Cleaned up.
    Exiting.
    Bye!
    
    C:\Documents and Settings\Joseph Donahue\My Documents\Visual Studio 2008\Projects\Test\Debug>app  <
    testInput2.txt
    /* Found a valid DIM file showing 1x1 to be the last known dimensions */
    /* Locate and try reading the stored KY list file */
    /* Resize 'char** kylst' to accommodate the last known rows : 1 */
    /* Locate and try reading the stored KB data file */
    /* Resize 'double **kbmtx' to accommodate the last known dimensions : 1x1 */
    /* Initialize KB with zeros. */
    0
    /* Close the binary file */
    /* Now print KB to the screen. */
    0
    /* Show KB RAM addresses on the screen. */
    3419000
    Type and Store Another String Or Type Q! and <ENTER> To Quit:
    Committing to KY list file
    /* Opening the KB binary data file for writing */
    Type and Store Another String Or Type Q! and <ENTER> To Quit:
    Committing to KY list file
    /* Opening the KB binary data file for writing */
    Type and Store Another String Or Type Q! and <ENTER> To Quit:
    Committing to KY list file
    /* Opening the KB binary data file for writing */
    Type and Store Another String Or Type Q! and <ENTER> To Quit:
    Committing to KY list file
    /* Opening the KB binary data file for writing */
    Type and Store Another String Or Type Q! and <ENTER> To Quit:
    Committing to KY list file
    /* Opening the KB binary data file for writing */
    Type and Store Another String Or Type Q! and <ENTER> To Quit:
    Committing to KY list file
    /* Opening the KB binary data file for writing */
    Type and Store Another String Or Type Q! and <ENTER> To Quit:
    
    Cleaned up.
    Exiting.
    Bye!
    
    C:\Documents and Settings\Joseph Donahue\My Documents\Visual Studio 2008\Projects\Test\Debug>app  <
    testInput2.txt
    /* Found a valid DIM file showing 7x7 to be the last known dimensions */
    /* Locate and try reading the stored KY list file */
    /* Resize 'char** kylst' to accommodate the last known rows : 7 */
    /* Locate and try reading the stored KB data file */
    /* Resize 'double **kbmtx' to accommodate the last known dimensions : 7x7 */
    /* Initialize KB with zeros. */
    0	   0	   0	   0	   0	   0	   0
    0	   0	   0	   0	   0	   0	   0
    0	   0	   0	   0	   0	   0	   0
    0	   0	   0	   0	   0	   0	   0
    0	   0	   0	   0	   0	   0	   0
    0	   0	   0	   0	   0	   0	   0
    0	   0	   0	   0	   0	   0	   0
    /* Close the binary file */
    /* Now print KB to the screen. */
    0	   0	   0	   0	   0	   0	   0
    0	   0	   0	   0	   0	   0	   0
    0	   0	   0	   0	   0	   0	   0
    0	   0	   0	   0	   0	   0	   0
    0	   0	   0	   0	   0	   0	   0
    0	   0	   0	   0	   0	   0	   0
    0	   0	   0	   0	   0	   0	   0
    /* Show KB RAM addresses on the screen. */
    3419384 3419392 3419400 3419408 3419416 3419424 3419432
    3419488 3419496 3419504 3419512 3419520 3419528 3419536
    3419592 3419600 3419608 3419616 3419624 3419632 3419640
    3419696 3419704 3419712 3419720 3419728 3419736 3419744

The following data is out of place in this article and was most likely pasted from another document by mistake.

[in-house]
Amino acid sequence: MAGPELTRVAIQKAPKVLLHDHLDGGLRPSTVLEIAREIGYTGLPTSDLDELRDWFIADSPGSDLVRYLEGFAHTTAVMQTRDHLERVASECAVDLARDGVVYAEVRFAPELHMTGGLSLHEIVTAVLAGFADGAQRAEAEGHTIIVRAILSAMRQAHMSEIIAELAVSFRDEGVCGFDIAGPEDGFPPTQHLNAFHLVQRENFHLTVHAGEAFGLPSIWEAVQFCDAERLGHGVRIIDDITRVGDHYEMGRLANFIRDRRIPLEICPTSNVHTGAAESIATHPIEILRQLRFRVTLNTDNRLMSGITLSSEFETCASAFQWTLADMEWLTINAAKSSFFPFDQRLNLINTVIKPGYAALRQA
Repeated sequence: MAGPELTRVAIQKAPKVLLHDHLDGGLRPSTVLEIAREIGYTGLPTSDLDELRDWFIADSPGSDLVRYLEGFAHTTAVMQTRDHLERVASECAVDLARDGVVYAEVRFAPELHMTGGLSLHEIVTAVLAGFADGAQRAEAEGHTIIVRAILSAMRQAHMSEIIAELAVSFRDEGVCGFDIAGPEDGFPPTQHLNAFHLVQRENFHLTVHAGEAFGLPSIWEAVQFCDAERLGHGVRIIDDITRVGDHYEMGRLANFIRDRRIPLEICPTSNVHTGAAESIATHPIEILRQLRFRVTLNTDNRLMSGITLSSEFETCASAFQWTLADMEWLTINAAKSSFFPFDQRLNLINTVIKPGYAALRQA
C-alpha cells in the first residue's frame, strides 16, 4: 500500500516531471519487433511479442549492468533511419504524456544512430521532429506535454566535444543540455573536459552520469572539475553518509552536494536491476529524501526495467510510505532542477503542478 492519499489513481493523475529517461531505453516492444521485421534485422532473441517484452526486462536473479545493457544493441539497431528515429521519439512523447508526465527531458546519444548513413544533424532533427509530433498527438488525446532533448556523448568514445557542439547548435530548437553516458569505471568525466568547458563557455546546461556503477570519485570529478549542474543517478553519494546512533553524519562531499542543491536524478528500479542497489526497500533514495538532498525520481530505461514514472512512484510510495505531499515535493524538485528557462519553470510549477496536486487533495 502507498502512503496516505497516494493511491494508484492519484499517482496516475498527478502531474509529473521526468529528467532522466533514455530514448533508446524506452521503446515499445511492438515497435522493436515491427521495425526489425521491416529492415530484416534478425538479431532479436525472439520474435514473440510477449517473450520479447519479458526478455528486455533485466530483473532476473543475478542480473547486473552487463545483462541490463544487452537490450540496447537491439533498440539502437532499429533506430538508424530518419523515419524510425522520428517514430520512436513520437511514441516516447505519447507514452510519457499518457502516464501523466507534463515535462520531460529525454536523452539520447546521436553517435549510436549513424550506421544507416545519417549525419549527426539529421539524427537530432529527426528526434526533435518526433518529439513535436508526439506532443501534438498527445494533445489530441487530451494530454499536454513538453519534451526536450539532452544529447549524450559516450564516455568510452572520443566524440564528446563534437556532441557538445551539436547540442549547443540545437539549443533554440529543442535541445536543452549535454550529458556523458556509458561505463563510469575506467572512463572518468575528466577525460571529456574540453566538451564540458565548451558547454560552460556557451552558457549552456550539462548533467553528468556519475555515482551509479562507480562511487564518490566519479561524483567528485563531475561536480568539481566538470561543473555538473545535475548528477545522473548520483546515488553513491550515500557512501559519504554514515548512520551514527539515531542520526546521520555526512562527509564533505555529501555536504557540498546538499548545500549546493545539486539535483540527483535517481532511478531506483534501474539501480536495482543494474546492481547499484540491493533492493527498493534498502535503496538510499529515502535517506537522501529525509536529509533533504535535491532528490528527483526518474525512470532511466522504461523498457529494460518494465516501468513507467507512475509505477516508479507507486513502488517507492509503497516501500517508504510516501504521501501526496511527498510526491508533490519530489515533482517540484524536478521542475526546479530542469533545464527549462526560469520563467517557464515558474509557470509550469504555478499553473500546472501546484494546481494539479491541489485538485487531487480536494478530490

3419800 3419808 3419816 3419824 3419832 3419840 3419848
    3419904 3419912 3419920 3419928 3419936 3419944 3419952
    3420008 3420016 3420024 3420032 3420040 3420048 3420056
    Type and Store Another String Or Type Q! and <ENTER> To Quit:
    Committing to KY list file
    /* Opening the KB binary data file for writing */
    Type and Store Another String Or Type Q! and <ENTER> To Quit:
    Committing to KY list file
    /* Opening the KB binary data file for writing */
    Type and Store Another String Or Type Q! and <ENTER> To Quit:
    Committing to KY list file
    /* Opening the KB binary data file for writing */
    Type and Store Another String Or Type Q! and <ENTER> To Quit:
    Committing to KY list file
    /* Opening the KB binary data file for writing */
    Type and Store Another String Or Type Q! and <ENTER> To Quit:
    Committing to KY list file
    /* Opening the KB binary data file for writing */
    Type and Store Another String Or Type Q! and <ENTER> To Quit:
    Committing to KY list file
    /* Opening the KB binary data file for writing */
    Type and Store Another String Or Type Q! and <ENTER> To Quit:
    
    Cleaned up.
    Exiting.
    Bye!

    Comments on this post

    • aitken325i agrees
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  12. #22
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    So I got it down to only a pair of functions that exceed a cyclomatic complexity of 15. Note that it has been shown that functions with complexity exceeding 10 harbor something like 90% of all software defects. Experts are generally in agreement that when the cyclomatic complexity exceeds 10, it's fairly difficult to read and understand what the code does. When it exceeds 15 most coders can't hold all the possible execution paths in their head. By the time you get to 20, you're looking to get fired if you work for me; because you're well beyond the complexity that a code reviewer can grok without spending hours or days in that one function.

    It is very difficult to estimate levels of effort to review, document or make modifications to such code. About the only thing you can tell at a glance is that cohesion will be very low and coupling is likely to be very high. So we have three leading indicators that quality is low. Initial tests indicated several symptoms of what could be the same defect or possibly had multiple causes (varying path coverage sometimes yielded the same symptom). When initial stack traces didn't lead to the root cause I decided the only way to tackle the problem was to actually understand the program well enough to simplify it to the point where the defects would be obvious or simply eliminated in the simplification process. Note that in hind sight, I probably could have found one of the defects by laboriously stepping through the code and rationalizing every single state, but that probably would have taken just as long anyway.